My Jedi and I had an interesting run. Everyone has limits and Friday, James reached his. I will outline the picture for you and then let James colour it in.
It was a day after I did stairs and we had a millennium trail 4.2k loop planned in the afternoon. In the morning James asked me if I would keep up with him if he wore full fire gear and weights totaling 100 pounds. Last time he wore gear he was wearing 92 extra pounds and I was still falling behind. That was only last Tuesday. I told him that while I’d like to say “hell yes” I had to settle for “I’ll do my absolute best and hope so.”
On Tuesday I was between night shifts and very tired both in the brain and the body. It was a miracle I made it around that trail without stopping to walk. Friday I felt exactly the opposite. The sun was out and even giving off a little warmth. The sun always makes me happy. I had a case of stair legs from the day before but I still felt good, full of energy and excited for a run. James was coming straight from a hard stair session. In fact he got a new PR of 36 seconds to the top of the stairs beating his previous record by 4 seconds. Let me remind those of you who have never been there what these stairs look like.
Thirty-six effing seconds.
So with that considered and feeling good I thought I might have a chance to keep up. James put on his weight vest and fire gear and had to load up his jacket pockets with weights to reach that 100 pound mark. He wanted 100 because that was where I started and he wanted to know what it felt like to run with the challenges and discomfort I face, which is pretty damn cool.
We set out. He was breathing hard right away. This time though, instead of the satisfaction I felt last time from knowing James was human, I was a little worried… and I don’t generally worry. About anything. After 1km-ish I had 100% Medic brain. I couldn’t stop asking him if he was ok… I think I asked him about 10 times and that was half as many times as I wanted to ask. He assured me that he was in the zone and it was all a mental game. It seemed like a physical game to me. I didn’t know a person could breathe like that for so long and keep going. It made me think that as hard as feel like I push myself, a person can push harder; I can push harder. I thought about how my legs were sore for a total of two seconds before my mind went back to him and getting him around the trail alive. I told him his legs were strong.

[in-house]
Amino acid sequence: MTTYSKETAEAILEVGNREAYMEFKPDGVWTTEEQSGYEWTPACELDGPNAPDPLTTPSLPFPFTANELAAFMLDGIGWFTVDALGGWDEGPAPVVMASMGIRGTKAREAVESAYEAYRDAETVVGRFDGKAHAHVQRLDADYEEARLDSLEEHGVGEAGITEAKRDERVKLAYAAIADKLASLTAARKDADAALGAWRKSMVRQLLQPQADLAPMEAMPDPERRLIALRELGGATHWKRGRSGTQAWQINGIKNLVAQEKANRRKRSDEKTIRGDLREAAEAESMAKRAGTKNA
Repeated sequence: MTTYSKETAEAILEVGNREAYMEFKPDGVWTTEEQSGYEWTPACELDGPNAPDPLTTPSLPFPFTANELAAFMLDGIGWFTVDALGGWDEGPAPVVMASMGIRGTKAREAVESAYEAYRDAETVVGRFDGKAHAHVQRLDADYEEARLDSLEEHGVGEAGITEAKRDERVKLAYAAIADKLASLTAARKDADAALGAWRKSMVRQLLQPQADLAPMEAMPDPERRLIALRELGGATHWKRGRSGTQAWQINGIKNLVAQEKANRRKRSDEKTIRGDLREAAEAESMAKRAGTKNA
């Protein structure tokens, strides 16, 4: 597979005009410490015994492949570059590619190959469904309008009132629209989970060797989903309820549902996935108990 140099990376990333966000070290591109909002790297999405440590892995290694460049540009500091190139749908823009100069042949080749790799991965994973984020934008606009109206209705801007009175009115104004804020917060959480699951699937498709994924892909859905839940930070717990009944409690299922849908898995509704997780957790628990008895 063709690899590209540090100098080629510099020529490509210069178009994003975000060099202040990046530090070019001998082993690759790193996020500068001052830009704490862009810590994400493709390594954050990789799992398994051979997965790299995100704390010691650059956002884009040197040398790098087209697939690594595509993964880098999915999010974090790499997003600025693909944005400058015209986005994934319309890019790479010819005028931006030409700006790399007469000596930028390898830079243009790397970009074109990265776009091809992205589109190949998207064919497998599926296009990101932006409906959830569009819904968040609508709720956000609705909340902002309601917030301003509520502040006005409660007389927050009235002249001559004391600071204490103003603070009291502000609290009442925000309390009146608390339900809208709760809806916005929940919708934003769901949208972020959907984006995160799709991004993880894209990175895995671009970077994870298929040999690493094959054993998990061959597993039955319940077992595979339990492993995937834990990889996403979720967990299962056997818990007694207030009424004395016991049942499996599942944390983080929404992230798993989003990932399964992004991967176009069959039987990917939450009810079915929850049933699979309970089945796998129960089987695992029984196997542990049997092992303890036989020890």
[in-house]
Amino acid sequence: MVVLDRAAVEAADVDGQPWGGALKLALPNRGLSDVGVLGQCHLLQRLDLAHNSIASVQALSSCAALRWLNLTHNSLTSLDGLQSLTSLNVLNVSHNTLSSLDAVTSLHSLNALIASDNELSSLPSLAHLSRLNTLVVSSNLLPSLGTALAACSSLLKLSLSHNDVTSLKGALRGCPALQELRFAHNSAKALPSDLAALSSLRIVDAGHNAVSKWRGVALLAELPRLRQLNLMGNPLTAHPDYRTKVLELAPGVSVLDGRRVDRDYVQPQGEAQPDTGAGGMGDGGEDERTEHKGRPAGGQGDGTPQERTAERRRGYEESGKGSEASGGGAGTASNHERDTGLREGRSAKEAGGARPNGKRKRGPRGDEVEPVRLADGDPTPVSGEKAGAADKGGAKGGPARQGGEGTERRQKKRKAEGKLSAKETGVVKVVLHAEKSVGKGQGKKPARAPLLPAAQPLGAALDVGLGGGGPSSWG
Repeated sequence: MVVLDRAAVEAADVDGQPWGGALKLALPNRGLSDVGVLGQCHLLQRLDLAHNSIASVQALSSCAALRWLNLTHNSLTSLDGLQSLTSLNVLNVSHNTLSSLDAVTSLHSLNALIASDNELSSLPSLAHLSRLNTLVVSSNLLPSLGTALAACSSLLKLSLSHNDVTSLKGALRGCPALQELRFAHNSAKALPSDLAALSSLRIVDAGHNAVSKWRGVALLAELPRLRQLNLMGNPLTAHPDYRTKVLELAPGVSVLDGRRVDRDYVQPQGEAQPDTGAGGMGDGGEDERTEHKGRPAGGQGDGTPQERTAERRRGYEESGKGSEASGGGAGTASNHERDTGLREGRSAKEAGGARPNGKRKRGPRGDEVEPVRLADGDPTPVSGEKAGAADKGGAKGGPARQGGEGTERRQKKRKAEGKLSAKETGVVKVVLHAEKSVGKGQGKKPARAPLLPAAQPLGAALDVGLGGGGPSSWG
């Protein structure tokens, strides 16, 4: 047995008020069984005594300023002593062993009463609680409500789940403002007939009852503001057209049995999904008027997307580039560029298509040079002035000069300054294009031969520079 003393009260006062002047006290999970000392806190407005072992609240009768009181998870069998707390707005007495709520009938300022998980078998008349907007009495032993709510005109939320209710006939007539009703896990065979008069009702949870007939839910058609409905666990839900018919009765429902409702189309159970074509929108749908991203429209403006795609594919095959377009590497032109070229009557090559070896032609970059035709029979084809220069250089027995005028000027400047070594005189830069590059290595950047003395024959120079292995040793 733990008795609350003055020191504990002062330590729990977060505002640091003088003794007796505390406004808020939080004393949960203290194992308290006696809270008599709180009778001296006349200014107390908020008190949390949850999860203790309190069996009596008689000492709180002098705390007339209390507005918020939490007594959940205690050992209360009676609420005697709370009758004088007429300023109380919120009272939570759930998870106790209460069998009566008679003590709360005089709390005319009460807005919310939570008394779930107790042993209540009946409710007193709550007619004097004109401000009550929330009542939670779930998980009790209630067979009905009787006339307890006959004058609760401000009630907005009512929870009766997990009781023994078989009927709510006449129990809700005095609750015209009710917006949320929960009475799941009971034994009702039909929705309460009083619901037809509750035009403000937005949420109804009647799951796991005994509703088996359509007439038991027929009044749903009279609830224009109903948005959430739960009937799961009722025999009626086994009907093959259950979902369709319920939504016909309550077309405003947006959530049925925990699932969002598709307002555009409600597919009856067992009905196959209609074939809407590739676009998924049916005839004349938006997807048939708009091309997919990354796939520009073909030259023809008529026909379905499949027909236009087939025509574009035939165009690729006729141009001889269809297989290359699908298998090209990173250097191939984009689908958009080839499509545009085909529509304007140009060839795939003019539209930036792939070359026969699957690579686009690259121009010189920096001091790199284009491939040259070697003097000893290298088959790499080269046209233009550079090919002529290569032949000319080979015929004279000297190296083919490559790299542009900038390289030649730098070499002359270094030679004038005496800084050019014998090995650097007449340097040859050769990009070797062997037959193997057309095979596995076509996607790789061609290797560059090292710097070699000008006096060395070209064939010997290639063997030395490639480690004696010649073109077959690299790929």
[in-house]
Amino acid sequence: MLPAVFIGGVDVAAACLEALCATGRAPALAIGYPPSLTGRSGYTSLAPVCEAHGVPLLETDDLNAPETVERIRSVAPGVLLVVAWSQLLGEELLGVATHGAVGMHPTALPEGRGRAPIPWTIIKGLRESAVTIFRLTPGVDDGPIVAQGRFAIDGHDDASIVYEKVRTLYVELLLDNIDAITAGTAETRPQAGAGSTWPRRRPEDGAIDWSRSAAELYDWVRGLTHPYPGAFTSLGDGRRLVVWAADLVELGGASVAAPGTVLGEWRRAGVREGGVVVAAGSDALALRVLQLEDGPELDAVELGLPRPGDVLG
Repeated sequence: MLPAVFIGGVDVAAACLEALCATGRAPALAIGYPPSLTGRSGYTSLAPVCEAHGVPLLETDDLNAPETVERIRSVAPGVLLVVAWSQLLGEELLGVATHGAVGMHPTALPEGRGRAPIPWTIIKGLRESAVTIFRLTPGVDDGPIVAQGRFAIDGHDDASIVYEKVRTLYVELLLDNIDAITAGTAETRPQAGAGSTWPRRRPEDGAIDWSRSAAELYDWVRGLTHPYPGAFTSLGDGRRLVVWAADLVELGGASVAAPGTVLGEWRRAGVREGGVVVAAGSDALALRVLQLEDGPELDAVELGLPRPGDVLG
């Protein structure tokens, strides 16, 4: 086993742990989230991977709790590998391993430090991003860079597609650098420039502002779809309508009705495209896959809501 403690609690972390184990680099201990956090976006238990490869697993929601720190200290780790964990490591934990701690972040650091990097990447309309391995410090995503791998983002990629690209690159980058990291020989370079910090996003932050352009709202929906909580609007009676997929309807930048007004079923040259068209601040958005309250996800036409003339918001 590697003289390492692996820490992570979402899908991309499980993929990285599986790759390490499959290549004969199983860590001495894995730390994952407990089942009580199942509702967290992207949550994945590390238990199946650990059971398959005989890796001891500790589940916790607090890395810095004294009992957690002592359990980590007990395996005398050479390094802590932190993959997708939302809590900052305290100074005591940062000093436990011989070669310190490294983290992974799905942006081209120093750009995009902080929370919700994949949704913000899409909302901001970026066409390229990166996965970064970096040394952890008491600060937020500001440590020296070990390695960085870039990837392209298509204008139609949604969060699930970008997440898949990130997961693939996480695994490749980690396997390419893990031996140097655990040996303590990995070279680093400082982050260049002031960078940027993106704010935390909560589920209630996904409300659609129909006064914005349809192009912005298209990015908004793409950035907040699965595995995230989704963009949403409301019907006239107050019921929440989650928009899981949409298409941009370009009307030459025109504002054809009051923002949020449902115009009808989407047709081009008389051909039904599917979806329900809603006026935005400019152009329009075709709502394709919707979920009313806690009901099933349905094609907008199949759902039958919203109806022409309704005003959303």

I didn’t think about myself again for the rest of the run. It must be how he feels when he runs with me or any of his other clients who’s fitness level is so far below his own. There’s a fine line between pushing someone farther than they think they can go but really can go, and pushing them too far. I realized I didn’t know how to walk that line for someone else. I had to trust him to know where his limit was, because I most certainly did not.
We ran for another two kilometers, I worried for another two kilometers. He was obviously hurting, and at about 3km he found his limit. We stopped, James breathed. We walked for a bit and he was still hurting. I asked him how much his air tank weighed. He said it was about 35 pounds. I told him to give it to me. After some protest I managed to get the tank from him on the condition that I had to run with it on. I put it on and it felt pretty heavy. But it still wasn’t even taking half the extra weight he was carrying. So I sucked it up and we started running which was hard, but I was doing it. We didn’t last long before James was done. We walked the rest of the way. I tried to take the weights out of his pockets but he wouldn’t let me. Eventually he told me to give him his tank back. I asked him if he was one thousand percent sure he was ok and really wanted it back and he said he was. I called him a liar, but I gave it back anyway. We made it back to the parking lot and once he got his gear off we sat in the sun for a few minutes reflecting.